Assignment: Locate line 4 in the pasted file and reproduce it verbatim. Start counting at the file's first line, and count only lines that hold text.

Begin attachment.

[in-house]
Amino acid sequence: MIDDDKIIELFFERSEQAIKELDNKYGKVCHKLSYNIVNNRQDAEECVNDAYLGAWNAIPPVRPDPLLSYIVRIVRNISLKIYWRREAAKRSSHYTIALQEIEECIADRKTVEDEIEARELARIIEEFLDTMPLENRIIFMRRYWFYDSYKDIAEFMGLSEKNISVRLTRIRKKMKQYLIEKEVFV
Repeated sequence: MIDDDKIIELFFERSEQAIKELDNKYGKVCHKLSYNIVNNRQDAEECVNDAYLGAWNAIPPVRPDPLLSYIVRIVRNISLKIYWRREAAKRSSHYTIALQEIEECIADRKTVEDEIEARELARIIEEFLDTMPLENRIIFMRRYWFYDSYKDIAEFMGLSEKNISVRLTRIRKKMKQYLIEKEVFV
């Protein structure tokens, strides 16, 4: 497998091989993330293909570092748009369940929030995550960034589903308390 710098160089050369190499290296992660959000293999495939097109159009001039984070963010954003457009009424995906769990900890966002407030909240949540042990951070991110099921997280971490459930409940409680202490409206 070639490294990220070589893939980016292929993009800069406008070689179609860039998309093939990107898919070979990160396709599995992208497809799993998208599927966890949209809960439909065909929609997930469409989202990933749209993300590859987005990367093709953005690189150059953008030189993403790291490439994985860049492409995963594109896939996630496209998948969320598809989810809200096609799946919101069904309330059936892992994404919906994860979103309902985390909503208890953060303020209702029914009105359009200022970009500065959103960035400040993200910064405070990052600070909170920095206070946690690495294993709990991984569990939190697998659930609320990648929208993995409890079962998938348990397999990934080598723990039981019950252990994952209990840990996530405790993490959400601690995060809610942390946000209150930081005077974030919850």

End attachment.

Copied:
């Protein structure tokens, strides 16, 4: 497998091989993330293909570092748009369940929030995550960034589903308390 710098160089050369190499290296992660959000293999495939097109159009001039984070963010954003457009009424995906769990900890966002407030909240949540042990951070991110099921997280971490459930409940409680202490409206 070639490294990220070589893939980016292929993009800069406008070689179609860039998309093939990107898919070979990160396709599995992208497809799993998208599927966890949209809960439909065909929609997930469409989202990933749209993300590859987005990367093709953005690189150059953008030189993403790291490439994985860049492409995963594109896939996630496209998948969320598809989810809200096609799946919101069904309330059936892992994404919906994860979103309902985390909503208890953060303020209702029914009105359009200022970009500065959103960035400040993200910064405070990052600070909170920095206070946690690495294993709990991984569990939190697998659930609320990648929208993995409890079962998938348990397999990934080598723990039981019950252990994952209990840990996530405790993490959400601690995060809610942390946000209150930081005077974030919850």